Federal agencies deny seeing attacks on voting infrastructure

Federal agencies deny seeing attacks on voting infrastructure
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The FBI and the Department of Homeland Security’s Cybersecurity and Infrastructure Security Agency (CISA) on Tuesday denied seeing any reports of attacks on voting infrastructure, following the publication of a report on potential Russian election interference.

“CISA and the FBI have not seen any cyber attacks this year on voter registration databases or on any systems involving voting,” the agencies wrote in a joint statement. “We closely coordinate with our federal, state, and local election partners to safeguard the voting process.”

“We and our partners continually monitor the risks related to all methods of voting during our elections,” the agencies added. “We regularly provide this information to the state and local election officials responsible for our voting systems.”

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The statement was put out after a report from Russia’s Kommersant newspaper was published Tuesday detailing the discovery of data from 7.6 million Michigan residents and data from millions of other U.S. voters on a Russian hacker site. 

Michigan’s Department of State pushed back strongly against concerns the voter data had been accessed through a hacking incident, noting in a statement that “public voter information in Michigan and elsewhere is accessible to anyone through a FOIA [Freedom of Information Act] request. Our system has not been hacked.”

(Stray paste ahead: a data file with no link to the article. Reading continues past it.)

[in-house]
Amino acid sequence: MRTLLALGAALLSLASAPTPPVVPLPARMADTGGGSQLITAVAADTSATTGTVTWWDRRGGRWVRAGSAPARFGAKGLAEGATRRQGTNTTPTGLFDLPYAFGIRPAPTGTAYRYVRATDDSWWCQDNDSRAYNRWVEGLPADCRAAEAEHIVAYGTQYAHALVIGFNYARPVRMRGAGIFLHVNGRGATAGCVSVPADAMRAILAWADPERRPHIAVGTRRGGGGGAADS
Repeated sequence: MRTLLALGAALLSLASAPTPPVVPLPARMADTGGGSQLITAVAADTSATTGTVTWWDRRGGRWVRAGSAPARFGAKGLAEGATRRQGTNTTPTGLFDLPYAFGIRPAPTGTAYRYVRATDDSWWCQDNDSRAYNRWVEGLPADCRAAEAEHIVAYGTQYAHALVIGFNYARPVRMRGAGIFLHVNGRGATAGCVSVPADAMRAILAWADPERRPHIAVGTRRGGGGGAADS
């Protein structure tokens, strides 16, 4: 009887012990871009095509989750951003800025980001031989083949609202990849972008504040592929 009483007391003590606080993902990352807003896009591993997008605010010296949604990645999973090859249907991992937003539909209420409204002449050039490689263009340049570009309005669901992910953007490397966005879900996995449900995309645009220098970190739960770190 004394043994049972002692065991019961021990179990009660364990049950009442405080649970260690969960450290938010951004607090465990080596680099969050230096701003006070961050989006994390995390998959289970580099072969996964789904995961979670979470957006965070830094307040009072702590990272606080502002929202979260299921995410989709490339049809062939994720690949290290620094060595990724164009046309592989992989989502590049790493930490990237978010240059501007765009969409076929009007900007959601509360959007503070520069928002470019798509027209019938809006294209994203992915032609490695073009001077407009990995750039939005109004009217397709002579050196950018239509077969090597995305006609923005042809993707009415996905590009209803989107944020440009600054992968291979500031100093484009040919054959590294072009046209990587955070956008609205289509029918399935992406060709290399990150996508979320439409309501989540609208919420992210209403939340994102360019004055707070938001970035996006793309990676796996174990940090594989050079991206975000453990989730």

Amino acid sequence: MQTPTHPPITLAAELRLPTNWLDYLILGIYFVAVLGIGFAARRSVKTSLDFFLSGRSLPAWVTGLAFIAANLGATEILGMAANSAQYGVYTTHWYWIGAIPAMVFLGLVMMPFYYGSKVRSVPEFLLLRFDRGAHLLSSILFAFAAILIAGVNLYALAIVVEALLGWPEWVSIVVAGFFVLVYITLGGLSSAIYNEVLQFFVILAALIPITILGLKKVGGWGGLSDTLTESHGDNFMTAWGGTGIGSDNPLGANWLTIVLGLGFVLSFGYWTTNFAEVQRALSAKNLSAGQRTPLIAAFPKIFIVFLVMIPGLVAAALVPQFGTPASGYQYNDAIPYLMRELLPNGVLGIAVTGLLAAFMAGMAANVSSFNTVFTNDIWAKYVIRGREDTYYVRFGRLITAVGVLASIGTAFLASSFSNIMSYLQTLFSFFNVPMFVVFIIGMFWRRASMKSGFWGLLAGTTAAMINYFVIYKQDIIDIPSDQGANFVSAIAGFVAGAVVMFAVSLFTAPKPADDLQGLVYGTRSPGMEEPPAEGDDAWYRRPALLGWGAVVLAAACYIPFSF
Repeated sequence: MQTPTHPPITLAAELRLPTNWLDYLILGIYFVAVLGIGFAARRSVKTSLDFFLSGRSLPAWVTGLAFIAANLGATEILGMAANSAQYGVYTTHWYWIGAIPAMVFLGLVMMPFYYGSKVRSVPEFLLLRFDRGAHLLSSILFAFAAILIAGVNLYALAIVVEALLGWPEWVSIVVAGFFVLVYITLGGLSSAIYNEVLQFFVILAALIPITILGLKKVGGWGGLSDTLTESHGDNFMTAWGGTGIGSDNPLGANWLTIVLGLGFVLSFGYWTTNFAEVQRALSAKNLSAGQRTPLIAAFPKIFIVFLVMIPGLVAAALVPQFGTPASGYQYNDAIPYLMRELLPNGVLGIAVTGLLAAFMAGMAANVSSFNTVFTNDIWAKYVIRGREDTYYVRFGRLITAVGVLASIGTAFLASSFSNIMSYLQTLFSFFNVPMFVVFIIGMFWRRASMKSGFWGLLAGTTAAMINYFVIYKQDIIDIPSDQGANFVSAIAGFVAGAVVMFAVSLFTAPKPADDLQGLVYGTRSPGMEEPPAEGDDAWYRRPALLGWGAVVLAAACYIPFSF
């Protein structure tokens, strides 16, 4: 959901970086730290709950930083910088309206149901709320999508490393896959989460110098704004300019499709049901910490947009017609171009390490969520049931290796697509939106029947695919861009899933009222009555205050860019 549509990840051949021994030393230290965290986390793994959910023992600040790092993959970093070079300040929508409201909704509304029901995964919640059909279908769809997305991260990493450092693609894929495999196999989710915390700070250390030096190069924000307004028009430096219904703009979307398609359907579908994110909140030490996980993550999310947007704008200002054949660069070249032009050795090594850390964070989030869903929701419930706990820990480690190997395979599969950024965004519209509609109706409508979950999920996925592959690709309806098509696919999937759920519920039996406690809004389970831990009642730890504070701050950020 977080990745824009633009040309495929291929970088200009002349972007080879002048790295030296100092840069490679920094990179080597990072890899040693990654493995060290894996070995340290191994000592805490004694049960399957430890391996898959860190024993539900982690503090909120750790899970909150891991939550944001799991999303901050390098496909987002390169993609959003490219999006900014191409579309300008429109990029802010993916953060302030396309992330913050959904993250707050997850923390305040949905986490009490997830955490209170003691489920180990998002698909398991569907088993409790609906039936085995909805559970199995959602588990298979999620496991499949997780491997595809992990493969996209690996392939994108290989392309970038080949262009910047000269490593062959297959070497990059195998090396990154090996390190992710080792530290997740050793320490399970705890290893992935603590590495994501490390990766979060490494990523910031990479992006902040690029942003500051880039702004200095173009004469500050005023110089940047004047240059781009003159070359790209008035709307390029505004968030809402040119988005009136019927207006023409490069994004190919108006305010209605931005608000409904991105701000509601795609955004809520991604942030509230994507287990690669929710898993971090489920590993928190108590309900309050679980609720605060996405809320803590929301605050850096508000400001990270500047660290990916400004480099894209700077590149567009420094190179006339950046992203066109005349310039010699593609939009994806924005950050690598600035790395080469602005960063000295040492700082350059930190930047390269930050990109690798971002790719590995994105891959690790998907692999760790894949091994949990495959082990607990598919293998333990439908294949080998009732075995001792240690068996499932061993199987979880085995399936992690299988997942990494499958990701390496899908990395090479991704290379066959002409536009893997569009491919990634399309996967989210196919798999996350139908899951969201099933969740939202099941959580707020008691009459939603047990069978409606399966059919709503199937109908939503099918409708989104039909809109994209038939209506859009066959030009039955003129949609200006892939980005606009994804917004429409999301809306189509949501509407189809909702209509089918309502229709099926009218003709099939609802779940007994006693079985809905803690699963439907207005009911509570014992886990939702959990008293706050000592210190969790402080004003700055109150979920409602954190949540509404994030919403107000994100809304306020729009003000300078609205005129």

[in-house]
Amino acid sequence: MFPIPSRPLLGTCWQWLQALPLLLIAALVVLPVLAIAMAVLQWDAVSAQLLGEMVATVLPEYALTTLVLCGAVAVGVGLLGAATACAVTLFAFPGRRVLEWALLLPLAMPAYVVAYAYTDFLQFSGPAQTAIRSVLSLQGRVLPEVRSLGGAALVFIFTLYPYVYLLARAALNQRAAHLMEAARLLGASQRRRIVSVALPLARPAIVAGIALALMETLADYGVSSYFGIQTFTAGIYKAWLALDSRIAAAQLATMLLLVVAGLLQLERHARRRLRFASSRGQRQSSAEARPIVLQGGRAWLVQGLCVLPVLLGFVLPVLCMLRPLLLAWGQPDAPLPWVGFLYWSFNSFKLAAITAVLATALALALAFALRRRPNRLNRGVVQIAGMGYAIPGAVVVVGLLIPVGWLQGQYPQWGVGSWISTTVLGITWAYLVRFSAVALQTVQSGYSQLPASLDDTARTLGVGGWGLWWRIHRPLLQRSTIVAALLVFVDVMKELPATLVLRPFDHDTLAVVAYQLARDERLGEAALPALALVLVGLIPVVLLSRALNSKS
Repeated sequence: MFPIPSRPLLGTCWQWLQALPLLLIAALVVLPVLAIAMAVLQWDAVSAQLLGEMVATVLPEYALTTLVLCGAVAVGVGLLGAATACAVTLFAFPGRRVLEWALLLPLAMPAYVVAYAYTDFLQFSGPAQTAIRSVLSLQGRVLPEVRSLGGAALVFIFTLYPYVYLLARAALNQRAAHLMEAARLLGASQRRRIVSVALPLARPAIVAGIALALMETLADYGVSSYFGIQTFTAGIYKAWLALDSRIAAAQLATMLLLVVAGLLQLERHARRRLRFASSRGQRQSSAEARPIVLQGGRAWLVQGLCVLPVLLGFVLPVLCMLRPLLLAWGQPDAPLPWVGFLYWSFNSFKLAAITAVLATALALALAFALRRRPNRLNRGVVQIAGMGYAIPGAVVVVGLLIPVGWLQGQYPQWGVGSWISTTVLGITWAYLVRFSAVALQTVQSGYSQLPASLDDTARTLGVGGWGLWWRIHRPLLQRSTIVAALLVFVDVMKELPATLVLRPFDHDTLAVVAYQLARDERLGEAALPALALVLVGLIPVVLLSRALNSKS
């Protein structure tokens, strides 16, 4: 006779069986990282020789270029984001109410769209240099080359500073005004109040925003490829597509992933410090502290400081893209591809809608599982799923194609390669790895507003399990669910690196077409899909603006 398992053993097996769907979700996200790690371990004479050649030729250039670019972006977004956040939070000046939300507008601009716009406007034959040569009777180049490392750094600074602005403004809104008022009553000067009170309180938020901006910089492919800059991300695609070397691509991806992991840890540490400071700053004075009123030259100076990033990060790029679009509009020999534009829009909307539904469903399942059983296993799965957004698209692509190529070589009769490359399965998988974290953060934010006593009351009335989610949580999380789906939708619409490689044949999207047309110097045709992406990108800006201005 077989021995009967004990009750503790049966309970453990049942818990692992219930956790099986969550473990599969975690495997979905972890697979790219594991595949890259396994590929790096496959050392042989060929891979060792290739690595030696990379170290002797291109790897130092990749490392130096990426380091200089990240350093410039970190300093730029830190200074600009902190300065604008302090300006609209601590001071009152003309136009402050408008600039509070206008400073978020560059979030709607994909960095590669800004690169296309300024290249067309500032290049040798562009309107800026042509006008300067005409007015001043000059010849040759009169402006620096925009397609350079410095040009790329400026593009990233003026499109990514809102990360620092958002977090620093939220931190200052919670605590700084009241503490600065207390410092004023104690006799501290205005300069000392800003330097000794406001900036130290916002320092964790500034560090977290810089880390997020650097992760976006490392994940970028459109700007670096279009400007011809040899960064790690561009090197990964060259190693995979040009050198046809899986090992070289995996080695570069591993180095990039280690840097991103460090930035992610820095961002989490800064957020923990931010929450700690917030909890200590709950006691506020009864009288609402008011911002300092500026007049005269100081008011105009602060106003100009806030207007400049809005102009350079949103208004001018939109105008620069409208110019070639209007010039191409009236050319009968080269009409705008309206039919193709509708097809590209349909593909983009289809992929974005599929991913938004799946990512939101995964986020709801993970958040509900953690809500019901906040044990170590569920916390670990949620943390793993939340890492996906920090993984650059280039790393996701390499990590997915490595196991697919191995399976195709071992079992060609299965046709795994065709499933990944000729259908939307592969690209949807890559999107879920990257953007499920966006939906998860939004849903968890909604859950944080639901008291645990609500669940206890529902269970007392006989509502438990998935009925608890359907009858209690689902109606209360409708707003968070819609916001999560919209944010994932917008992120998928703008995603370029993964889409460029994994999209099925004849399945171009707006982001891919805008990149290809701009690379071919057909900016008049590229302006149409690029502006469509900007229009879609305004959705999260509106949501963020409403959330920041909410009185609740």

Concerns around election security have been heightened since 2016, when Russian agents targeted election systems in all 50 states--successfully gaining access to systems in Florida and Illinois--as part of a sweeping campaign intended to favor the campaign of now-President TrumpDonald John TrumpObama calls on Senate not to fill Ginsburg's vacancy until after election Planned Parenthood: 'The fate of our rights' depends on Ginsburg replacement Progressive group to spend M in ad campaign on Supreme Court vacancy MORE. There is no evidence any votes were changed through these efforts. 

Earlier this month, a senior official with the Office of the Director of National Intelligence put out an assessment warning that Russian actors were again interfering in favor of Trump, while Iranian and Chinese actors were interfering in the elections to benefit former Vice President Joe BidenJoe BidenSenate Republicans face tough decision on replacing Ginsburg What Senate Republicans have said about election-year Supreme Court vacancies Biden says Ginsburg successor should be picked by candidate who wins on Nov. 3 MORE’s campaign. 

The FBI and CISA on Tuesday warned voters to be careful with the information they consume around elections, noting that “unverified claims should be viewed with a healthy dose of skepticism.”

“We encourage voters to look to trusted sources of info, in this case state election officials who have correctly pointed out that a lot of voter registration data is publicly available or easily purchased,” the agencies wrote.  

CISA Director Chris Krebs tweeted the joint statement out, writing that “it’s going to be critical over the next few months to maintain our cool and not spin up over every claim. The last measure of resilience is the American Voter.”